College Student Attitudes About Different Course Modalities During COVID-19




Sweeney, Lauren

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The COVID-19 pandemic has profoundly impacted student life. In the classroom, students have had increased exposure to online courses, particularly synchronous online formats. Although previous research has compared student experiences in online versus face-to-face classes, most of that research predates the pandemic and focuses on asynchronous online delivery. Thus, the goal of the current study was to gather a large dataset of student impressions related to COVID with a focus on comparing experiences across course modalities. In Fall 2021, we collected online survey data from N=598 Texas State undergraduate students (74% female, 24% male, 2% non-binary), the majority (75%) of whom were in their first year. Respondents completed several blocks of questions: (1) preferences for different course modalities (e.g., face-to-face, synchronous online); (2) attention during different modalities; (3) perceived impact of COVID on classroom and non-classroom campus experiences; and (4) nervousness about various aspects of returning to campus. The majority of students (53.2%) chose face-to- face as their most preferred format, although some students (15.0%) did rate face-to-face as their least preferred. Students also rated face-to-face formats most highly (M = 4.15 out of 5), followed by hybrid (M = 3.61), asynchronous online (M = 3.41), and synchronous online (M = 2.94) (all ps<.001). Overall, students also reported attending a significantly higher percentage of face-to-face versus synchronous and asynchronous online lectures and checking their phone significantly less often in face-to-face formats. There was variability in student impressions about the effects of COVID on their college experience. Roughly a third of the sample (38.6%) thought that online classes had a positive impact on their grades and a third (33.3%) thought the opposite, although there were higher levels of agreement for other questions (e.g., 71.6% preferred in-person student organizations). In exploratory analyses, we found higher conscientiousness and higher social support were related to increased preference for face-to-face classes. Overall, findings from this study indicate that students show great variability in their responses to COVID-related changes in the college experience. Ultimately, we hope that this study is a starting point for larger studies examining how preferences relate to learning outcomes, including surveys of teacher impressions. This body of work could improve student academic outcomes and well-being.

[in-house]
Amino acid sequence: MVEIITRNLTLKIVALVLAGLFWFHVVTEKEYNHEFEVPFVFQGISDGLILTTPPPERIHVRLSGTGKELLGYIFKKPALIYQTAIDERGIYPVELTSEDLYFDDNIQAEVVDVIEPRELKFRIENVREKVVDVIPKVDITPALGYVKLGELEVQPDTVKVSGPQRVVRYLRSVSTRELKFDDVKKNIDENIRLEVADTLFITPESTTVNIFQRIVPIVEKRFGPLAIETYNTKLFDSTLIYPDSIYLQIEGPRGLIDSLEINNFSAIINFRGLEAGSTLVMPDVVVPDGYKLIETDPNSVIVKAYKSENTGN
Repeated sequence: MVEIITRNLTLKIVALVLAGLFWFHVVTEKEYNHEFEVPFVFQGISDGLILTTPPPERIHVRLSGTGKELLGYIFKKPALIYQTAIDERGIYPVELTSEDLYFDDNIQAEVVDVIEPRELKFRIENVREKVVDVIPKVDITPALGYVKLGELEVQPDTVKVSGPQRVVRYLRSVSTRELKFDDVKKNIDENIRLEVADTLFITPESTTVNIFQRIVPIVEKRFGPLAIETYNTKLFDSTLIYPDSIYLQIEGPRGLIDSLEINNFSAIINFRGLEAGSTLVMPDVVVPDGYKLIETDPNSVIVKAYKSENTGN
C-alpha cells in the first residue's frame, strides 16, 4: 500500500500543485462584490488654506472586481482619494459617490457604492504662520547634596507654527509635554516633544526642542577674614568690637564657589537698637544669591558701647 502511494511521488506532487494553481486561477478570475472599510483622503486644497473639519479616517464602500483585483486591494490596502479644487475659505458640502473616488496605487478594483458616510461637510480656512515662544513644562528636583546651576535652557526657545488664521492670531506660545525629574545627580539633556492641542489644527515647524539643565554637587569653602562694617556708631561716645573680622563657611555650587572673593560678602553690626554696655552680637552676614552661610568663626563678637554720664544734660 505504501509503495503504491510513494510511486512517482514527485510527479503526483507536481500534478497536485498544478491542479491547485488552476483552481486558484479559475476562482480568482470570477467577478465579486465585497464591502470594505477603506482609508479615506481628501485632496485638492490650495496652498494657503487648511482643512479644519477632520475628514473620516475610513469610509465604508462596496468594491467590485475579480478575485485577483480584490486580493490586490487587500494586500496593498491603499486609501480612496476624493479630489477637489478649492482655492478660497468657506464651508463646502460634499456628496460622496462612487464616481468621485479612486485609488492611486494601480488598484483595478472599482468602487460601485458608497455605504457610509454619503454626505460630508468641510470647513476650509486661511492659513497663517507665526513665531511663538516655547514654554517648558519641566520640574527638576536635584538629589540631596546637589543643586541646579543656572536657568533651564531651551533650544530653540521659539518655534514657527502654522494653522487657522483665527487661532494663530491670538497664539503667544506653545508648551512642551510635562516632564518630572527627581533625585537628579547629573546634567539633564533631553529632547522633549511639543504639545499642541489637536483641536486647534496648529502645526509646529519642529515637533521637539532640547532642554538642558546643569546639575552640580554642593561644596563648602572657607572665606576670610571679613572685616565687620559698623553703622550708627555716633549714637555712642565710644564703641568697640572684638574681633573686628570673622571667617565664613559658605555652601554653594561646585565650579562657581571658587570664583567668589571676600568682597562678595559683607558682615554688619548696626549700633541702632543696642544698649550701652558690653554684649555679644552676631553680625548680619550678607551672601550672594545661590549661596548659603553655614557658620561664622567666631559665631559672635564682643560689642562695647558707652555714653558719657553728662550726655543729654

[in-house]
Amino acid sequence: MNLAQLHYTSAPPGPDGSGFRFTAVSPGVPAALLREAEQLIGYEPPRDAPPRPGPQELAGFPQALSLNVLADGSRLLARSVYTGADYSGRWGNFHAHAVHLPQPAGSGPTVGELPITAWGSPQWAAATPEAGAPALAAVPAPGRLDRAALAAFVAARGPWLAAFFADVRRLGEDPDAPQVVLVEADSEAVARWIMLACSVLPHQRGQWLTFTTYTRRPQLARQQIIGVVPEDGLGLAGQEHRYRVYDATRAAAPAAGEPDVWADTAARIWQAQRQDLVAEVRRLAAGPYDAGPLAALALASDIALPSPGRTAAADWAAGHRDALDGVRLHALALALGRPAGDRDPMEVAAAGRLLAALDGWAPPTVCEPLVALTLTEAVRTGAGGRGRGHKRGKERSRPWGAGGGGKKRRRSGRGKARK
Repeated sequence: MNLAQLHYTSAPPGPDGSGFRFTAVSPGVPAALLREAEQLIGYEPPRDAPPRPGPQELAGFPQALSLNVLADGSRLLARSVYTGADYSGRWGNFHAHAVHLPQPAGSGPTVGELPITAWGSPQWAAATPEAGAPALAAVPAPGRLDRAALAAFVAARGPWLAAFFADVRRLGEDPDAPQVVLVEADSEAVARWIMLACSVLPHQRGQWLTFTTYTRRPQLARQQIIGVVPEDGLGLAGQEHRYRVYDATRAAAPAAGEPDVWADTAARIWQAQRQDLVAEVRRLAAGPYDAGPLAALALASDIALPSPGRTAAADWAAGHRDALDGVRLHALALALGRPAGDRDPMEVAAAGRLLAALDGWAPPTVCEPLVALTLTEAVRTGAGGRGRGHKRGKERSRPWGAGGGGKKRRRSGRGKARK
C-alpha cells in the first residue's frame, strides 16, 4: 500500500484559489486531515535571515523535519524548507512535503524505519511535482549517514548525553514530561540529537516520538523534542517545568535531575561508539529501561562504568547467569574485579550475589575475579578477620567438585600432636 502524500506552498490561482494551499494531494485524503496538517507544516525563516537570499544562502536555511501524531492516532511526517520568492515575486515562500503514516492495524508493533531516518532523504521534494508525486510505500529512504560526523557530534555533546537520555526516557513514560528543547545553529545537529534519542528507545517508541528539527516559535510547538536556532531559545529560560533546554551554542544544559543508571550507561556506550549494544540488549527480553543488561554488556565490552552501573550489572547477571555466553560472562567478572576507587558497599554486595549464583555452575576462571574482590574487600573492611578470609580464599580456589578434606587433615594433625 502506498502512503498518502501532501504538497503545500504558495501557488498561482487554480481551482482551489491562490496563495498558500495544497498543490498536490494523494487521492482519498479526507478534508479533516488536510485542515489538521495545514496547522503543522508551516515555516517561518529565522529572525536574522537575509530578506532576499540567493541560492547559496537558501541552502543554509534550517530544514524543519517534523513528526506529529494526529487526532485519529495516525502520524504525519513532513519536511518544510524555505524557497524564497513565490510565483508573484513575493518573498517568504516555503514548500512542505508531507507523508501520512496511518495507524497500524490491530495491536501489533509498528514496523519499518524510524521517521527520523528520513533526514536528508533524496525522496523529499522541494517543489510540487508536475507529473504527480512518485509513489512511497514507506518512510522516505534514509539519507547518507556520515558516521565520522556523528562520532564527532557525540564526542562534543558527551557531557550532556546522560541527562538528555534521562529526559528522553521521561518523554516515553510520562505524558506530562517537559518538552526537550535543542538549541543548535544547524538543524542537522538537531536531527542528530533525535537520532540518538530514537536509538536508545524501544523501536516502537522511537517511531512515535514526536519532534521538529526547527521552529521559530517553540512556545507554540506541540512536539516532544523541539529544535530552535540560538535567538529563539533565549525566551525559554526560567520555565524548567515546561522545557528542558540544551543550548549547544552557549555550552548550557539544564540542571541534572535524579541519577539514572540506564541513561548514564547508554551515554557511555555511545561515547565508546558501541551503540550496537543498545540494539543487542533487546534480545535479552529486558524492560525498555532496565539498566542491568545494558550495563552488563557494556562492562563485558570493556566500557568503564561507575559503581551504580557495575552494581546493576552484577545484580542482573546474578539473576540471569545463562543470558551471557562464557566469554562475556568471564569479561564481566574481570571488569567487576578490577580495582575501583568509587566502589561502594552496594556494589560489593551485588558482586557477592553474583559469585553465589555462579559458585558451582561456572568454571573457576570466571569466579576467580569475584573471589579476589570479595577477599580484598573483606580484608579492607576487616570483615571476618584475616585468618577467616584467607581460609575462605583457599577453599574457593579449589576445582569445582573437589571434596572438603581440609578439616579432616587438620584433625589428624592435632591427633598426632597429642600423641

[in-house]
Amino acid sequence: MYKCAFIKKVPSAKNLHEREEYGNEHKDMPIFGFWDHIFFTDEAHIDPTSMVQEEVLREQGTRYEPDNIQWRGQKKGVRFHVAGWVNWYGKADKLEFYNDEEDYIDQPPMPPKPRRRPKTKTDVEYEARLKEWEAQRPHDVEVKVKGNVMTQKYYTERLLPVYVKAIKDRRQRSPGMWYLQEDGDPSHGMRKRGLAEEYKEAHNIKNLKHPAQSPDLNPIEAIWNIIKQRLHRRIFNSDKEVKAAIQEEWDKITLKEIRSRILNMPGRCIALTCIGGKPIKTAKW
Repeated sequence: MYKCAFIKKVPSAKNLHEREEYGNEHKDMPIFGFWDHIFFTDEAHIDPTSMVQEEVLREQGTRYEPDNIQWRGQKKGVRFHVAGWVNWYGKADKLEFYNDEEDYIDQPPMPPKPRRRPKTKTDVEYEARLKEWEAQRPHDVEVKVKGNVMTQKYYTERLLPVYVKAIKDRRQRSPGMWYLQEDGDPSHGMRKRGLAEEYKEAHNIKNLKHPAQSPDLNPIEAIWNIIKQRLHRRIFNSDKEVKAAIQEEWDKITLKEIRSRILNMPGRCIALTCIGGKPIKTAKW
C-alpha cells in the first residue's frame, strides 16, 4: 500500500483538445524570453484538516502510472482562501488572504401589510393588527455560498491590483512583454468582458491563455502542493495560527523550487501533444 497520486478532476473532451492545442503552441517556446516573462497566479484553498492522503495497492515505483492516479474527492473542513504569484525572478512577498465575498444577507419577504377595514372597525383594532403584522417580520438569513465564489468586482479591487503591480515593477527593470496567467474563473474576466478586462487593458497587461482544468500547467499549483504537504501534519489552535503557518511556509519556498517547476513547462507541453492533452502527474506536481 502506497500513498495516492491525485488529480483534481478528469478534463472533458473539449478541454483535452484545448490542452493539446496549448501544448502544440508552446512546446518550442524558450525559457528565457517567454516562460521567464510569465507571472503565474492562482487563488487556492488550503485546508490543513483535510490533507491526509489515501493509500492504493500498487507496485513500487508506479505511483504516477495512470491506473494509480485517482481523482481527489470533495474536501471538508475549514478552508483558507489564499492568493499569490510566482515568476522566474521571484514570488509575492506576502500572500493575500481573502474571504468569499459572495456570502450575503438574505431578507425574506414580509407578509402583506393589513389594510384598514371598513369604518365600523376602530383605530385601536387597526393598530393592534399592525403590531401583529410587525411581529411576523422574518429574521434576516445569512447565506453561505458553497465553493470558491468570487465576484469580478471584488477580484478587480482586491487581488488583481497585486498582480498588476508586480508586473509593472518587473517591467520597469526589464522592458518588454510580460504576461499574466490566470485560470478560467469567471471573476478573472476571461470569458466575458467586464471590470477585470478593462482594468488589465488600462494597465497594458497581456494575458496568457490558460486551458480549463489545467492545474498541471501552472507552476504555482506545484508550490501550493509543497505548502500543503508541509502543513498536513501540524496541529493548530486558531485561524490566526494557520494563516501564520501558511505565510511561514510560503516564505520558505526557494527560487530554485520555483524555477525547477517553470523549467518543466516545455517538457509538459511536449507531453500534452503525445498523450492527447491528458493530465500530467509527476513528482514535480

COVID-19, university, college, personality, preference, school closures, remote learning, synchronous, asynchronous, Zoom, in-person, distance education, Honors College


Sweeney, L. (2022). College student attitudes about different course modalities during COVID-19 (Unpublished thesis). Texas State University, San Marcos, Texas.


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